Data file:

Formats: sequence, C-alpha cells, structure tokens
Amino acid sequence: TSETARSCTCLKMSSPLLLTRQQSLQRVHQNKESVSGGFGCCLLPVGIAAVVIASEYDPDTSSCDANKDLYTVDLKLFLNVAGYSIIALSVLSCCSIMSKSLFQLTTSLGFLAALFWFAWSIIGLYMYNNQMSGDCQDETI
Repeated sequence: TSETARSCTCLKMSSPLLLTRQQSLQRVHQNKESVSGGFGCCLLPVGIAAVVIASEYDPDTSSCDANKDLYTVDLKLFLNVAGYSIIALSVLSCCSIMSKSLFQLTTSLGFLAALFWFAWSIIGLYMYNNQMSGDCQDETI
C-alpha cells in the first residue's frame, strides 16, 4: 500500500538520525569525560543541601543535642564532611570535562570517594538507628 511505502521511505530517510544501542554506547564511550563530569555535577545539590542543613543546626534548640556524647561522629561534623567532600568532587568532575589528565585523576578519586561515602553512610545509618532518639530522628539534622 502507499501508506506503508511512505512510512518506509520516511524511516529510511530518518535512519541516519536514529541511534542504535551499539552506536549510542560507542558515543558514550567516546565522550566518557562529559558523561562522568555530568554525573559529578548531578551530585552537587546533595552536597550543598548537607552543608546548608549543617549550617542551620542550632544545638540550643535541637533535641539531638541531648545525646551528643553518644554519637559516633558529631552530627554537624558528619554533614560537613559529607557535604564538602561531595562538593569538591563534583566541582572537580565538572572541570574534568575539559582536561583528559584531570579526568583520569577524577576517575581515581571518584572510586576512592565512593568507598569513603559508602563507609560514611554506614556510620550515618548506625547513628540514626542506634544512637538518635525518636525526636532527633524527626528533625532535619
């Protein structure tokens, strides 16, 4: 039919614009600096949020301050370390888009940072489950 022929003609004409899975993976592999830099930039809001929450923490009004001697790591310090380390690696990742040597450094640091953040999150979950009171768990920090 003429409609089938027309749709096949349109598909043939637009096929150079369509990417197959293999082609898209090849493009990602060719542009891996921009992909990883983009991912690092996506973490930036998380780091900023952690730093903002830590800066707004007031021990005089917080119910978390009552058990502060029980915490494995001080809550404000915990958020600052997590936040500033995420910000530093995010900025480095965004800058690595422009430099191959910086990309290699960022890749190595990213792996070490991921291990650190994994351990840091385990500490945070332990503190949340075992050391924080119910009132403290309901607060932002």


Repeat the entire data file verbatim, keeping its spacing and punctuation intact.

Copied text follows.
Formats: sequence, C-alpha cells, structure tokens
Amino acid sequence: TSETARSCTCLKMSSPLLLTRQQSLQRVHQNKESVSGGFGCCLLPVGIAAVVIASEYDPDTSSCDANKDLYTVDLKLFLNVAGYSIIALSVLSCCSIMSKSLFQLTTSLGFLAALFWFAWSIIGLYMYNNQMSGDCQDETI
Repeated sequence: TSETARSCTCLKMSSPLLLTRQQSLQRVHQNKESVSGGFGCCLLPVGIAAVVIASEYDPDTSSCDANKDLYTVDLKLFLNVAGYSIIALSVLSCCSIMSKSLFQLTTSLGFLAALFWFAWSIIGLYMYNNQMSGDCQDETI
C-alpha cells in the first residue's frame, strides 16, 4: 500500500538520525569525560543541601543535642564532611570535562570517594538507628 511505502521511505530517510544501542554506547564511550563530569555535577545539590542543613543546626534548640556524647561522629561534623567532600568532587568532575589528565585523576578519586561515602553512610545509618532518639530522628539534622 502507499501508506506503508511512505512510512518506509520516511524511516529510511530518518535512519541516519536514529541511534542504535551499539552506536549510542560507542558515543558514550567516546565522550566518557562529559558523561562522568555530568554525573559529578548531578551530585552537587546533595552536597550543598548537607552543608546548608549543617549550617542551620542550632544545638540550643535541637533535641539531638541531648545525646551528643553518644554519637559516633558529631552530627554537624558528619554533614560537613559529607557535604564538602561531595562538593569538591563534583566541582572537580565538572572541570574534568575539559582536561583528559584531570579526568583520569577524577576517575581515581571518584572510586576512592565512593568507598569513603559508602563507609560514611554506614556510620550515618548506625547513628540514626542506634544512637538518635525518636525526636532527633524527626528533625532535619
């Protein structure tokens, strides 16, 4: 039919614009600096949020301050370390888009940072489950 022929003609004409899975993976592999830099930039809001929450923490009004001697790591310090380390690696990742040597450094640091953040999150979950009171768990920090 003429409609089938027309749709096949349109598909043939637009096929150079369509990417197959293999082609898209090849493009990602060719542009891996921009992909990883983009991912690092996506973490930036998380780091900023952690730093903002830590800066707004007031021990005089917080119910978390009552058990502060029980915490494995001080809550404000915990958020600052997590936040500033995420910000530093995010900025480095965004800058690595422009430099191959910086990309290699960022890749190595990213792996070490991921291990650190994994351990840091385990500490945070332990503190949340075992050391924080119910009132403290309901607060932002």